California ranks first in the nation in date production accounting for nearly 100% of all dates produced nationally. Banks grass mite has been a persistent pest of California dates since the early 1900s. Banks grass mite causes direct damage on immature green fruit by puncturing cells and sucking the juices from the surface of the fruit. The skin of infested fruit becomes hard and then cracks and shrivels. A heavy deposit of fine webbing is spun over much of the feeding area. The mites work extensively beneath the webbing. The mite population can double every 35 hours. Banks grass mite traditionally has been controlled by applications of sulfur. Frequent use of sulfur to control mites was effective until the late 1980s. Beginning then growers reported that sulfur was no longer effective and a replacement needed to be found.

“Riverside County is the number one producer of dates in California as well as the nation but successful, economical production is limited by Banks grass mite (BGM), the leading pest of dates in the state…. Dr. Peggy Mauk, UCCE Riverside County, was asked by area growers to find an alternative pesticide for controlling BGM. In one year of testing products she came up with an alternative pesticide, Savey…. After one season of testing, Dr. Mauk was able to get EPA to approve an emergency registration for Savey in California for the following season.

The miticide, sprayed with water once early in the season, gives season-long control. In the first year of its introduction, nearly 50% of the growers used it. Three years later over 90% of growers had traded in their dusting machines for sprayers so that they could use Savey…. Savey not only gives season-long control but is easy on the natural enemies (good bugs) and overall crop quality is ideal.

Albert Keck, Chairman, California Date Commission: “The California date industry has benefited greatly from the attention provided to it by the UCCE. Through the recent efforts of Dr. Peggy Mauk, the industry has successfully combated a devastating mite infestation, which if left unresolved would certainly have led to the demise of the industry.””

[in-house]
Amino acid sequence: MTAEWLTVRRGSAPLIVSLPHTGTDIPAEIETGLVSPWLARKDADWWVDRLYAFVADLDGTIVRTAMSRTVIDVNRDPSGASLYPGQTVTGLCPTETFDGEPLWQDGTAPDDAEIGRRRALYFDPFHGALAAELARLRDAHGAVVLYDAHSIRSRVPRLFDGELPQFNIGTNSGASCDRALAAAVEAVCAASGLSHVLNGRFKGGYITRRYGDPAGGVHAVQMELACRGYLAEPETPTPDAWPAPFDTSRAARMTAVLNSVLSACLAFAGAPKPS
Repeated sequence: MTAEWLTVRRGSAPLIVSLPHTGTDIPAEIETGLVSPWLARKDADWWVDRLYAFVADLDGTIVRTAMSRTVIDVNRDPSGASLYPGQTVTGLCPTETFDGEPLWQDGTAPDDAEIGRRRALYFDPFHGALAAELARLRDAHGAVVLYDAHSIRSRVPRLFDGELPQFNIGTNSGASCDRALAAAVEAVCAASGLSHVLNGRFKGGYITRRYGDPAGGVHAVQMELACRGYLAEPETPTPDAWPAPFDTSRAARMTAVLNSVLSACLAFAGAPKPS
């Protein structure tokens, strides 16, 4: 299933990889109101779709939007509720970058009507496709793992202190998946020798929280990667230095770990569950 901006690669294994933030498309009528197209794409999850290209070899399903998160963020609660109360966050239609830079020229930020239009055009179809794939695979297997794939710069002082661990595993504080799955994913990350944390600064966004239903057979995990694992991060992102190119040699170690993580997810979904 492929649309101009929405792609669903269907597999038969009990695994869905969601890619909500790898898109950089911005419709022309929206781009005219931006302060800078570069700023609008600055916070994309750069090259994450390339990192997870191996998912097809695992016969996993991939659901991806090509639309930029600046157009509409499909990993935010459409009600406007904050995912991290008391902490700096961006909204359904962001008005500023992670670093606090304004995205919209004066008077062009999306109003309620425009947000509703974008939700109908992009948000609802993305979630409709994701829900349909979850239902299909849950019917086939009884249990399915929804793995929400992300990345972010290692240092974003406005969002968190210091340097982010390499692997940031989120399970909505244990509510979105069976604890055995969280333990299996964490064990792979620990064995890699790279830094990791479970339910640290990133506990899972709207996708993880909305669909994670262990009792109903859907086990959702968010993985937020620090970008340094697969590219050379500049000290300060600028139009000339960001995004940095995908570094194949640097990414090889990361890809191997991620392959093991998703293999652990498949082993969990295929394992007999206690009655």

Title: Mite devastating date crop is foiled.
Source: University of California Delivers. Available online: http://ucanr.edu/delivers/?impact=145&delivers=1

Small Apple Growers in Italy’s Trentino Region Benefit Greatly from Insecticide Use

Trentino Region

Trentino Region

The province of Trento, or Trentino, is a mountainous region and an important producer of apples with annual production of about 450,000 tons accounting for about 20% of Italian production. Apple farming is the main source of income for about 10,000 families in Trentino. In addition, another 6000 families depend on income from the apple sector for packing, transportation and other secondary activities. In 1989, the Public Administration of Trento approved a program for Integrated Production standards. Since 1991, Integrated Fruit Production (IFP) guidelines have covered all aspects of production. The apple crop in Trentino is almost completely managed by IFP standards. In Trentino, codling moth has two generations per year. The most common situation includes an application of an insect growth regulator at the first egg-laying period and two more treatments using insecticides with a different mode of action. In Trentino, uncontrolled codling moth would damage 50-90% of the apples. Apple production in Trentino remains generally quite profitable and provides a major contribution to the economic and social standards of the province. By preventing damage from insects and pathogens, pesticides play an essential role in the economic and social well-being of the region.